Hate Crimes in America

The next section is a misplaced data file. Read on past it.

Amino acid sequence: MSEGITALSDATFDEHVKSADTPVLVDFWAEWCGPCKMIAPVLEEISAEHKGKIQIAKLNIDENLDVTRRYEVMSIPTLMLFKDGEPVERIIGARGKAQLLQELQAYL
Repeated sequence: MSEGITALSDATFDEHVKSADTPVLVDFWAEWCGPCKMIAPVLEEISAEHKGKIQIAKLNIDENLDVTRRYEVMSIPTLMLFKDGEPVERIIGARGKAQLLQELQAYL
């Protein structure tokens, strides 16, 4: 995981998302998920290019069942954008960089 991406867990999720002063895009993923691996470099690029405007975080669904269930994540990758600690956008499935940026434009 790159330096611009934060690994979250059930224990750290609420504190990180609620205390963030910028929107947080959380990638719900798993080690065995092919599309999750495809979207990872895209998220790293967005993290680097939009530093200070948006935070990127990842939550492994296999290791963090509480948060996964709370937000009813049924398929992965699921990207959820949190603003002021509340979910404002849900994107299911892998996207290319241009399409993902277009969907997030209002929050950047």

How serious should the threat of a hate crime be taken? According to Ellis Cose, the African American author of Ignore the Noose Makers, to pay too much attention to the idiocy of those who hang nooses simply to intimidate their black target, “is to grant them an importance they do not deserve.” Nooses have a horrific history associated with them. They are known to be used in lynching (punishing people for crimes by private citizens without trial, whether they are guilty or not), of which three quarters of the cases in American history were against blacks. George Curry, another African American author of Calling Nooses What They Are – Terrorism, feels strongly that these threats are not to be taken lightly, and with that attitude people will not be able to “bridge the racial divide.” The American people are protected from hate crimes and verbal threats, and the hanging of a noose is a threat in itself of which their victims deserve protection from. The fact that Congress recognizes crimes motivated by bias as more serious than the crime committed alone is not in question. “Congress has passed the Hate Crimes Sentencing Enhancement Act, which increases penalties for some federal crimes when they are motivated by bias.” The debate is whether or not these laws should be applied to the widespread appearance of nooses since 2007, when the treatment of the “Jena 6” received nationwide press coverage. Nooses were hung in a tree at Jena High School in Jena, Louisiana, which caused racial tensions to escalate over the months following August 2006, after the principle was overruled when he recommended expelling the students found responsible for the outrage. A black student was attacked in November by a mob of white students, of which one member of the group was charged with battery and released on probation. In turn, a white student was attacked after taunting the victim of the previous beating. But the black students did not get off so easy. They...
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